Raw milk: Consume at your own risk


Glass of milk

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Once considered a staple of the American diet, even milk is coming under fire from consumers questioning the healthfulness of processed and packaged foods. Shoppers looking for alternatives to regular pasteurized milk are increasingly turning to raw milk produced by cows, goats and sheep. However, raw milk consumption isn’t without its risks.


What is raw milk?

Raw milk is milk that has not undergone pasteurization before being sold to consumers. Currently, the CDC estimates that less than 1% of milk for sale in the United States is raw, largely produced by small dairy operations. Laws on raw milk sales vary from state to state, with some states outlawing it completely.


Is raw milk dangerous?

In a word, yes. Pasteurization uses heat to kill bacteria in milk that could be harmful to the consumer. Raw milk that has not been pasteurized can contain bacteria such as salmonella and listeria, as well as parasites or viruses. These bacteria and germs can cause severe illnesses, such as E. coli and even death. According to the CDC, raw milk is 150 times more likely than pasteurized milk to cause foodborne illnesses.

Sickness from raw milk is most common among children, elderly people and those with weakened immune systems. Although raw milk consumption can be risky, some people’s immune systems are strong enough to ward off these harmful bacteria.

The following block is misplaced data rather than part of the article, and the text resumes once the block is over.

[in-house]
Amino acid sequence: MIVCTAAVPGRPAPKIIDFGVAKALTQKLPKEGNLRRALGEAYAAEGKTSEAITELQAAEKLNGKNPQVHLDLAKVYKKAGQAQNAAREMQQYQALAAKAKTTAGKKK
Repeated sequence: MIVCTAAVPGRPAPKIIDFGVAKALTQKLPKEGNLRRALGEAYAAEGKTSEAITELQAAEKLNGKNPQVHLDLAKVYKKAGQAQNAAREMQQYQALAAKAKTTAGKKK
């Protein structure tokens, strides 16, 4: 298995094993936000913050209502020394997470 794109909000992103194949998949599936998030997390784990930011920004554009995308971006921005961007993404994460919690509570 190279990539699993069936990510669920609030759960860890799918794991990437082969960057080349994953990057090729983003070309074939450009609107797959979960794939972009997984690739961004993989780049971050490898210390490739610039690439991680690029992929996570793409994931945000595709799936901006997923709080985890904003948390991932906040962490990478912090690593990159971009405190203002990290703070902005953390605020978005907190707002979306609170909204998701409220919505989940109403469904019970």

What health benefits does raw milk offer?

Raw milk contains some nutrients and enzymes that would otherwise be killed by the pasteurization process, although the CDC claims the nutritional difference between pasteurized and raw milk is negligible.

Advocates of raw milk tout it as a wonder product that not only tastes better and is creamier than regular milk, but can also cure everything from allergies to asthma to eczema in both children and adults. However, scientific evidence to back up these claims is scant, and the consumption of raw milk, particularly among children, remains highly controversial.


Will raw milk ever be regulated?

Probably. Government entities like the FDA don’t promote the consumption of raw milk due to its health risks, so it’s unlikely to be regulated on a national level anytime soon. However, dairies that focus on the production of raw milk are stepping up to endorse the establishment of testing and safety regulations. Organizations like the Raw Milk Institute aim to be both a facilitator of best practices when it comes to raw milk production and a credible resource for consumers seeking safe raw milk that they can purchase.